Catch #22: Why the Dark Night of the Soul is the Caregiver Archetype on the Wheel
Updated: Oct 24, 2019
#feature #film #structure #darknightofthesoul
The power of the womb
that gave birth to you
knows your darkest secrets
and open wounds
to hide inside
or breathe outside
which one is the safe side?
Here we are, at the Caregiver--> Lover stage, that marks the lowest point of the story, where the hero is emotionally broken, left alone and his soul is crying for help from above. In the three-act structure, this point is usually known as the second part of ‘the Second Act Turning Point.’ Screenwriters also refer to it as ‘the Dark Night of the Soul.’
Since the Caregiver is the ruler of parenthood, it is suggested that in this stage the hero is helpless like a child, but has to show love and mercy to survive: in this crucial moment, he has to become his own parent. It is the ultimate rite of passage, the growing up and entering adulthood part of the story –no matter what your story is about. Before we explain the archetypal meanings of the stage more in-depth, let’s take one step back to the structure (the wheel).
Structure = two storylines
To take full advantage of the Intuitive Screenwriting Wheel, we should not forget that in the structure, or step outline, we are actually dealing with storylines in conflict with one another: every stage is ruling or exploring either a ‘wish’ or the ‘A storyline’ of the film, or a ‘need’ or the ‘B storyline’ of the film. In the first half of the film, we are dealing more with the wish storyline, since this is something that the hero is conscious of, while in the second half of the film, we are dealing more with the need storyline, since the hero is slowly becoming more and more aware of his subconscious needs.
The film structure is basically about these two storylines fighting for priority in the hero's heart.
To draw any structural conclusions from this, it is also good to remember that each act is a closed system.
For example, act one and two start with a wish, then a need follows, and they end with a wish. But act three and four start with a need, the wish follows, and they end with a need.
To understand how this works better, here is a list of all the archetypes and storylines they rule. To prove this, I am going to provide some movie examples in the next few posts, but you can certainly go and check this for yourself.
Warrior- Fool: Wish Storyline
Creator- Orphan: Need Storyline
Explorer-Magician: Wish Storyline
Lover- Caregiver: Wish Storyline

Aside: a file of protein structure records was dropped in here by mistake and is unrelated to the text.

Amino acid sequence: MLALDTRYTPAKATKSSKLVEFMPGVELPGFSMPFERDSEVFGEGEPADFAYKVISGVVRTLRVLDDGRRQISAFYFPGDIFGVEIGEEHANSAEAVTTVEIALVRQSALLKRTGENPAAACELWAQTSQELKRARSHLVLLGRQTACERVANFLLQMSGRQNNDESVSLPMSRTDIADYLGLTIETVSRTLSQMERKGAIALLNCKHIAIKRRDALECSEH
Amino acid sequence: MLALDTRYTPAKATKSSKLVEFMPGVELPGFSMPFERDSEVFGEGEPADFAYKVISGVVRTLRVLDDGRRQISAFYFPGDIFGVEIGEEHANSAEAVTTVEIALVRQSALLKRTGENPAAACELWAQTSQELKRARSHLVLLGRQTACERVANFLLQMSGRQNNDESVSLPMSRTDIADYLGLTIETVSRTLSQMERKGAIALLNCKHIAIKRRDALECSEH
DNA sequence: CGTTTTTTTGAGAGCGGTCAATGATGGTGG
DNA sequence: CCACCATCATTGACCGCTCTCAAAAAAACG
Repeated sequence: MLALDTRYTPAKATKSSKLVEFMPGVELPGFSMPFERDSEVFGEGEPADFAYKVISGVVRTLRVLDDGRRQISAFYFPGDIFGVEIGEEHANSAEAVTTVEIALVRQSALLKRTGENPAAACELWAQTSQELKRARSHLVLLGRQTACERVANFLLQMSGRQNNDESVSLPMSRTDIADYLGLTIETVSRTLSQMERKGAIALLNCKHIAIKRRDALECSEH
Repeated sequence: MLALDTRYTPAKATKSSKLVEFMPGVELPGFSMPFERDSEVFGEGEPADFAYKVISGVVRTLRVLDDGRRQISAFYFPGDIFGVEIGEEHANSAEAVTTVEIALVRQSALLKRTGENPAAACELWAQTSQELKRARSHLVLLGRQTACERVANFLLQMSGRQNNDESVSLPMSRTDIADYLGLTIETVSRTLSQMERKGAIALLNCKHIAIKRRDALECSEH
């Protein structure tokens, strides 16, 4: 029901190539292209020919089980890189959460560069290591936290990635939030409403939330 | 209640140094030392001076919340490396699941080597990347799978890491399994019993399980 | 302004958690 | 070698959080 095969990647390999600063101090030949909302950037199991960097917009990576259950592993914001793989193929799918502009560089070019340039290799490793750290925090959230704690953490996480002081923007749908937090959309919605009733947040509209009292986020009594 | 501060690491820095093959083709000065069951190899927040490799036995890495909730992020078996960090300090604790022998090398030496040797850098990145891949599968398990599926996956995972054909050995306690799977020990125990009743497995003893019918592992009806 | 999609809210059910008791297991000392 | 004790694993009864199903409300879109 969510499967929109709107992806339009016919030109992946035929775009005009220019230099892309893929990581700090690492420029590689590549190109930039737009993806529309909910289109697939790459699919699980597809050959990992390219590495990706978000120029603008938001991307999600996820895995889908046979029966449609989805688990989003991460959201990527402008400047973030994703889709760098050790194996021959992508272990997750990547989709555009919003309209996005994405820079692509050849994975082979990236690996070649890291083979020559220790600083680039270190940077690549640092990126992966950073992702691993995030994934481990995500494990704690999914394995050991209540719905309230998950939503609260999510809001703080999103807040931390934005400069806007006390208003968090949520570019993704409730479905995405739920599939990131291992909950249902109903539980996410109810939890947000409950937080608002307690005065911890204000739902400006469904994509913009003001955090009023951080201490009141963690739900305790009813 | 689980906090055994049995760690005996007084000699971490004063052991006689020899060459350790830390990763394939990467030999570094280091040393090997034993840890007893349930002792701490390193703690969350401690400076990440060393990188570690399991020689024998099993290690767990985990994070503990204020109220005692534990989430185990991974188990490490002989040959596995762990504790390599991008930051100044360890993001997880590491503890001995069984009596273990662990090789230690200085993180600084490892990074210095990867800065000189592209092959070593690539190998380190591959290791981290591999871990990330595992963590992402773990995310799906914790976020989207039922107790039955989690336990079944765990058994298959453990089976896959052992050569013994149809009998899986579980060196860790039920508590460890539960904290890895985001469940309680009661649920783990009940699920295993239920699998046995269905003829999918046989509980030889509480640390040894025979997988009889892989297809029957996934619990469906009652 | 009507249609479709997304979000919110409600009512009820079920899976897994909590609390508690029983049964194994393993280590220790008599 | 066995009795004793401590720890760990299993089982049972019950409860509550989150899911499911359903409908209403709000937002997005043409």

Sage-Destroyer: Need Storyline
Ruler-Innocent: Wish Storyline
Fool-Warrior: Need Storyline
Orphan-Creator: Wish Storyline
Magician-Explorer: Need Storyline
Caregiver-Lover: Need Storyline
Destroyer-Sage: Wish Storyline
Innocent-Ruler: Need Storyline
You may notice that we approach every archetype from both storyline perspectives.
You may also notice that the storylines alternate, except in transition from act one into two and from act three into four.
This shows us that there is always a link between the end of act one and the beginning of act two, as well as at the end of act three and the beginning of act four. Stages at those particular positions, Explorer and Lover, and Magician and Caregiver are closely linked and energetically connected.
So, the two most important things to take away from these archetypal insights are:
The pair Magician/Caregiver is at the heart of the ‘I NEED’ line of the film.
The pair Explorer/Lover is at the heart of the ‘I WISH’ line of the film.
DEFINE THOSE AND YOU’LL KNOW THE NUCLEUS OF BOTH YOUR STORYLINES.
Also, the Magician/Caregiver is the most important pair of archetypes, since both lead directly to the end of the film, as every film ends with the ‘need’ storyline.
In Save the Cat, Blake Snyder refers to those two points as:
‘All is lost’ (75) – here this is Magician-Explorer
‘The dark night of the soul’ (75-85) – here this is Caregiver- Lover
While ‘The break into forth’ is Caregiver.
Click here to read the full post that I wrote earlier about the Magician stage:
This realization or recognition always becomes clear during the Magician stage: something extraordinary happens to help the hero decide. It is a truly magical moment in the film. The magic is never a decision- but rather a change of fate… or the law of attraction in action. This is why I call it ‘the lightening’ as it comes from the above. Many times, this point is also connected to someone or something dying.
In the Magician stage, the hero is hit by an insight, a revelation – he or she suddenly sees where he/she does or does not belong.
In Fish Tank, in the Magician stage, Mia can’t hide from the truth anymore – she realizes that she can’t be in love with someone who is the father of a family.
In the Magician stage of Sunset Boulevard, Joe knows that he belongs with Betty, she seems like a fresh new beginning, she is the incarnation of what he needs in his life to feel whole, to be an artist, a true writer… to feel good about himself.